In another hospital far far away, the theme of identity is much less subtle. Colm Feore guest stars this week as Dr. Dulmacher (aka: The Dollmaker) and he is only interested in the question of what makes a body a person. First he explores this by replacing Fish’s self-scooped eye with a blue one in a stunning negation of stakes. He then muses on the idea of at what point transplant surgery addicts cease to be themselves. If we’re all just a collection of parts, what happens to our identity when we change our composition?
Fish, meanwhile, tries to cut a deal with The Dollmaker and become his right hand, giving him access to the prisoners she’s cut him off from with her tiny revolution of the past few episodes. The plot – though still painfully ridiculous -works on two levels here, as The Dollmaker further makes his point on identity by revealing the abomination he made out of his former assistant (taken apart then reassembled as a chimeric Frankenstein monster) and Fish defies her own internal identification as she keeps her motives and allegiances hidden.
The Dollmaker plot fits in well thematically with the rest of “Cobblepot”, and the reveal of the monster Dr. Dulmacher made out of his old employee succeeds as a small piece of horror camp. That said, I still can’t get behind everything that’s happening here. The story in the Dollhouse ends with the reveal that Fish is on an island and can’t escape, underlining the plot arc’s weird Lost-ish quality, but mostly highlighting how removed Fish and Dulmacher are from the rest of the show.
A final point of identity is made with this week’s Riddler subplot. Cory Michael Smith has become, along with Robin Lord Taylor, a delightful reason to turn into Gotham every Monday, even if his storyline is starting to feel repetitive.
With Arnold Flass back in the good graces of the GCPD, Ed Nygma is motivated to make his move on Kristina Kringle before old abusive romances rekindle. His forwardness doesn’t pay off though, and a misunderstanding leads him to the discovery that the apple of his eye is now dating a police officer named Tom. The confrontation couldn’t go better for fans who have long been waiting for Nygma to snap.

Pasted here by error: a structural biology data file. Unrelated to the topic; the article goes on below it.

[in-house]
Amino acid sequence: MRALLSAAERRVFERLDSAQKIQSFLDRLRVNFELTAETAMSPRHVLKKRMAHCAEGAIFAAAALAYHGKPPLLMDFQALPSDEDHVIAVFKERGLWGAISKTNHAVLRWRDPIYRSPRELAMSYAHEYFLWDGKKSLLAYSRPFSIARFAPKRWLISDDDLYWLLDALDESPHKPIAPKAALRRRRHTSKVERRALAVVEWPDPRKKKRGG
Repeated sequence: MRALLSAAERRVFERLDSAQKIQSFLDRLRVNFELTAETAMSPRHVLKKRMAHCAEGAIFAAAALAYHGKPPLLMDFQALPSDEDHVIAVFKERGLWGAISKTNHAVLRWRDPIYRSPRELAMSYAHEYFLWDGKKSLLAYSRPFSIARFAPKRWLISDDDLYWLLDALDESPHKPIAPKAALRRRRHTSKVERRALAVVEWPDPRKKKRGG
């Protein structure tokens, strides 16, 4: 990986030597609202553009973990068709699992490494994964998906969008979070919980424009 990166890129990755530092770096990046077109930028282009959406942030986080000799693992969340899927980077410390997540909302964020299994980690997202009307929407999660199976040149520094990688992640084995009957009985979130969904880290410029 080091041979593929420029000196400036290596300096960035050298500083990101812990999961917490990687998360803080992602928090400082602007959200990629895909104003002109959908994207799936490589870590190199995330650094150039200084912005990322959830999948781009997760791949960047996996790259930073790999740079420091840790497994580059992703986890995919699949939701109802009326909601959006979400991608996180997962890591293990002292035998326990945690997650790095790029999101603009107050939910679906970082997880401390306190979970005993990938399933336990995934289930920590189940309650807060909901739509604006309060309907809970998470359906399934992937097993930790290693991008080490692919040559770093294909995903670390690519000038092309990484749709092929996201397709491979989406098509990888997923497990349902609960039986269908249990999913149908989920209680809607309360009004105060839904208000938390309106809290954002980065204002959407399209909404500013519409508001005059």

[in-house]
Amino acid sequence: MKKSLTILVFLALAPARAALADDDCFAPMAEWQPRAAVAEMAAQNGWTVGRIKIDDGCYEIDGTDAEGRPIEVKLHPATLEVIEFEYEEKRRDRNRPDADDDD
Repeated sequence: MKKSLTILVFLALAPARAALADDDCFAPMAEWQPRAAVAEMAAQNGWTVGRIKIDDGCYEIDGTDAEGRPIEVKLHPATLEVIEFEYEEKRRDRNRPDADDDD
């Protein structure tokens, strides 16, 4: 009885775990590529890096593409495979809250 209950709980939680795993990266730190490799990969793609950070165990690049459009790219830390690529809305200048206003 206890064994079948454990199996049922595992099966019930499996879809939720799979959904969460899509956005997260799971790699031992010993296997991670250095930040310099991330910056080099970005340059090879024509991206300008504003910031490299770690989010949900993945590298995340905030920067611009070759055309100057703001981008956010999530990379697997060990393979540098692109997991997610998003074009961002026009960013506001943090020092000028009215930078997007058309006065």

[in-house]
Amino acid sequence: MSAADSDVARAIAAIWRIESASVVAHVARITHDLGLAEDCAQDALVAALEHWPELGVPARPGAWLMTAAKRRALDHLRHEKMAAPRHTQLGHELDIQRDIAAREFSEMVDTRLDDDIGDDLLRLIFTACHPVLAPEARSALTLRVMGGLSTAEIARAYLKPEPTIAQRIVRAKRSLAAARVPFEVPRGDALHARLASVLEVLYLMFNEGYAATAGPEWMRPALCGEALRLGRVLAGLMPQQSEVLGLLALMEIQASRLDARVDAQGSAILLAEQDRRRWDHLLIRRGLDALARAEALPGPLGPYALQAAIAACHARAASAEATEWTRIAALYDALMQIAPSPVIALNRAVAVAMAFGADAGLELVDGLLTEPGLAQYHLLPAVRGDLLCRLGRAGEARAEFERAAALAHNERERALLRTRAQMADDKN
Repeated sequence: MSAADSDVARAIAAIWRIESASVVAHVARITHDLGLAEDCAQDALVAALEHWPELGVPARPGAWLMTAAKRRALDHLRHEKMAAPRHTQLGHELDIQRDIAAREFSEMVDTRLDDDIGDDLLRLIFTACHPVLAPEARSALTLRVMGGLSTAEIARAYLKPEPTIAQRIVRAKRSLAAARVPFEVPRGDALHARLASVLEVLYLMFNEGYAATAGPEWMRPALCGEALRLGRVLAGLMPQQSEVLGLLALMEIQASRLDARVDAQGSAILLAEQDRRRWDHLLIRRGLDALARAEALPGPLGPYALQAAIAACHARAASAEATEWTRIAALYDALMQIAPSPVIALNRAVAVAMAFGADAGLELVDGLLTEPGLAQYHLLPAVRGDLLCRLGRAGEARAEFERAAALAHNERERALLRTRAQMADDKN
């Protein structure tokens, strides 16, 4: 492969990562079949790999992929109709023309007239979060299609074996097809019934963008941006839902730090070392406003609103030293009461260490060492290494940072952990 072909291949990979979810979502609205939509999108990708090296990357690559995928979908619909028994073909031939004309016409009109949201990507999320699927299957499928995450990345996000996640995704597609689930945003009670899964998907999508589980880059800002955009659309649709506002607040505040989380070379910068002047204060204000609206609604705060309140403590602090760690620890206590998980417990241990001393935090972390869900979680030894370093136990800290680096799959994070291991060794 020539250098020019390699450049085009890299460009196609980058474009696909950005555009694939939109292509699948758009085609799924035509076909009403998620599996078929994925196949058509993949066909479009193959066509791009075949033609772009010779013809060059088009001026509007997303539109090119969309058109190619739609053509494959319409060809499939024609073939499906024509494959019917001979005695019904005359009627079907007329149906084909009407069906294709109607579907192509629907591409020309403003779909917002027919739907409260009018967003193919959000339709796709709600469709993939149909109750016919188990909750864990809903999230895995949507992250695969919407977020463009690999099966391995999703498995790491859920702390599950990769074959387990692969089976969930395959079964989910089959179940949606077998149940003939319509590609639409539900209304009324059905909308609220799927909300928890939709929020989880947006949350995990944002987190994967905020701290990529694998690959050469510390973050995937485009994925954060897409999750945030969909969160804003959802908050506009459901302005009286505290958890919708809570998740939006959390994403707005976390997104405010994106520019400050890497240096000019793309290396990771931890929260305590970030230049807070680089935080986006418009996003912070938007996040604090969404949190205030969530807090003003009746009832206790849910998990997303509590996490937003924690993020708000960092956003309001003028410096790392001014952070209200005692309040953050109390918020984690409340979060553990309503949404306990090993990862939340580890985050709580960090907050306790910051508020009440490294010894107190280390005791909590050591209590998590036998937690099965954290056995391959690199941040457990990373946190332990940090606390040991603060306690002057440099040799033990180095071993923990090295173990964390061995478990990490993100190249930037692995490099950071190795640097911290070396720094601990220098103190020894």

Kringle’s new beau identifies Nygma as the guy who likes riddles and lobs one across the plate. Nygma home-runs it through his condescending, self loathing rage. As Tom and Kristina leave for the night, the cop boyfriend renames Nygma “Riddle Man” and oh my god it’s so close to what we’ve been wanting all this time.
While Nygma has been displaying the characteristics of a proto-supervillain since his first appearance, it’s reasonable to say that he has not been presented with enough motivation to go full-on Riddler. He’s a law enforcement lab technician after all, and with the exception of The Electrocutioner, the super villain career option hasn’t really presented itself in Gotham City’s job market.
By naming – or rather, misnaming – The Riddle Man, Tom may have inadvertently planted the the seed of remarkable identity in Nygma. Just as Jim Gordon’s honesty and altruism elevated him and The Penguin to mythological status, Tom’s naive dismissal of Ed will hopefully serve as the catalyst that transforms a collection of body parts and obsessions into The Riddler.
-Bruce is reading Alfred’s copy of Great Expectations while he sleeps. Always apply a liberal amount of Dickens to a stab wound.
-Bullock line of the week: “Go! Before I lose my good shoe!”
– Two weeks ago I pointed out all the similarities Gotham has with other, better shows. This week, with Miriam Loeb hidden away in an attic the parallels with NBC’s Hannibal were near comical. The character reveal in “Cobblepot” is shockingly similar to one regarding a character named Miriam Lass in Hannibal. Throw in the fact that Lass is a stand-in for Clarice Starling and Miriam Loeb’s necklace made of starling bones, and it all seems like the basis for a robust TV conspiracy theory.
-Bruce’s conflict with Wayne Enterprises is really pushing him in the vigilante direction. “Cobblepot” was the first time I entertained the thought of Bruce donning the cowl as a child. I think that would make for some fun TV.
-Poison Ivy lurks in the hospital and steals food from the “sickies.”
-Penguin’s method of eenie-meenie-minie-moe was a pretty fun way of dealing with the loose thread of the farming hench couple. That said, really? Dude’s a crime boss and he only has one shotgun shell?